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  8. You can just call it speculative fiction, because that's what we call stories which we don't know which genre they belong. :) I love the idea of an anti-romance. That could be because I love torturing my characters too.

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    1. I should look into that spec fiction thing. That sounds just like what I need. :)

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  9. I tried writing a romance novel too, but my couple ended up getting upstaged by another character and the whole thing is kind of a mess. Maybe one day I'll drag it out again to see if I can't make something of it. It was historical and I kind of loved the setting and the challenges facing the characters.

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    1. I like the characters and my basic premise (such as it is), so I don't want to give up on this project completely. I'll just have to keep playing with it until I figure out what it's supposed to be, I guess.

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  10. LOL Someone needs to write a story around your writing career. Make a great satire.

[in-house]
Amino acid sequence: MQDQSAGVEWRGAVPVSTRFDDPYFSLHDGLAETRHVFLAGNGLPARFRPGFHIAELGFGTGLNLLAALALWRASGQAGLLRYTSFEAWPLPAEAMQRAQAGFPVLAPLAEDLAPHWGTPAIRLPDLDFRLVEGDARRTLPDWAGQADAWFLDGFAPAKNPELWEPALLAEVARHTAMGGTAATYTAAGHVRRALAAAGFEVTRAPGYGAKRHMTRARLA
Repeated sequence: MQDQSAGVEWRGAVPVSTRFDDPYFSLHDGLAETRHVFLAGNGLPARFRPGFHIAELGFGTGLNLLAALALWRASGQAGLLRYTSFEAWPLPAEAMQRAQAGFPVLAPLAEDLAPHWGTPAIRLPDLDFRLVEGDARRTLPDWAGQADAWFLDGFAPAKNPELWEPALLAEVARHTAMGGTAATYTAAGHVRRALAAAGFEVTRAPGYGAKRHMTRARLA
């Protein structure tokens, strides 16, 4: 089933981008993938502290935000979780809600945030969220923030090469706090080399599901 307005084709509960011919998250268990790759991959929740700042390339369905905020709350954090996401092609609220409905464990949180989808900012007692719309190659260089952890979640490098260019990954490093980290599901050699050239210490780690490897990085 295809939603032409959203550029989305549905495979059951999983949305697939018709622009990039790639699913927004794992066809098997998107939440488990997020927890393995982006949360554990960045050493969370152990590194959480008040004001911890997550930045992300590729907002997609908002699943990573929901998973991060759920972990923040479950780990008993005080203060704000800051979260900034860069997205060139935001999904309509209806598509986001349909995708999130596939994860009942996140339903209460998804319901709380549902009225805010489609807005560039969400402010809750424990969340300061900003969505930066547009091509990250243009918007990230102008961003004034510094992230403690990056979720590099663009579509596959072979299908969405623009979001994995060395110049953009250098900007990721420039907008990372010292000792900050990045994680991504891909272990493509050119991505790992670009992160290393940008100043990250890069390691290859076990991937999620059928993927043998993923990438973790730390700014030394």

Christine suggested an anti-romance and that might be a good idea.

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    1. A story about my writing career would probably be titled "How NOT to be an author."

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  11. The problem with romance is that romance readers have a very narrow definition of what it is and what needs to be in it. It's not like fantasy or sci-fi or, really, anything else. There's just no room to play with the characters outside of the narrow specifications of "romance."

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    1. Perhaps that's part of why I'm struggling with this story so much.

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  12. I think your romance sounds a lot like real life. Characters who obviously shouldn't be together could still make for an interesting story. Maybe an anti-romance? :)

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    1. I definitely need to explore this anti-romance concept. That's probably exactly what this story is, and I'm trying to shoehorn it into something it's not.

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  13. I vote for taking some time. You could figure out how to add the romance, or decide "screw romance!" lol I like to torture my characters, too, but then I reward them with the romance. ;)

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    1. I usually do take more time off in between drafts, so I know I'm looking at it way too soon. I just really wanted this project to be farther along at this point.